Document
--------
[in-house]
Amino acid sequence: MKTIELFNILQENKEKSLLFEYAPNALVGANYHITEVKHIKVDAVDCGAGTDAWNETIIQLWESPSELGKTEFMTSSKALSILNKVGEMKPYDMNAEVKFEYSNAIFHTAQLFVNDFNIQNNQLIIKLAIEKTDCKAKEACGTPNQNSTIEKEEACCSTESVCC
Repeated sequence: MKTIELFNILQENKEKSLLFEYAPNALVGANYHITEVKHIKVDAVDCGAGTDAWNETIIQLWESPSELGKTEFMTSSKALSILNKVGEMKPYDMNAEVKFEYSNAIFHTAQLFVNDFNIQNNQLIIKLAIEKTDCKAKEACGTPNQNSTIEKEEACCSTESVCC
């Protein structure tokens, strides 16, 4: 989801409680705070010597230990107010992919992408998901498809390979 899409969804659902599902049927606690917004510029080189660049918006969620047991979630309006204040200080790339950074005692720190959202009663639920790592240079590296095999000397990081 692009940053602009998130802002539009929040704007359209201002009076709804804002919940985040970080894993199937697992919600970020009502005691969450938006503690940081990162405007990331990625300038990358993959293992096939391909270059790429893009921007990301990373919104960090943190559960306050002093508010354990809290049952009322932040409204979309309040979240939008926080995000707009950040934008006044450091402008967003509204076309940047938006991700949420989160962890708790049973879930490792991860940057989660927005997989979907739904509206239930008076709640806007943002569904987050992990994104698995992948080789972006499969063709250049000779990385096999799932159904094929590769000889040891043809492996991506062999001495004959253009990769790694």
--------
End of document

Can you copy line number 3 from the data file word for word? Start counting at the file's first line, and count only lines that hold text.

Repeated sequence: MKTIELFNILQENKEKSLLFEYAPNALVGANYHITEVKHIKVDAVDCGAGTDAWNETIIQLWESPSELGKTEFMTSSKALSILNKVGEMKPYDMNAEVKFEYSNAIFHTAQLFVNDFNIQNNQLIIKLAIEKTDCKAKEACGTPNQNSTIEKEEACCSTESVCC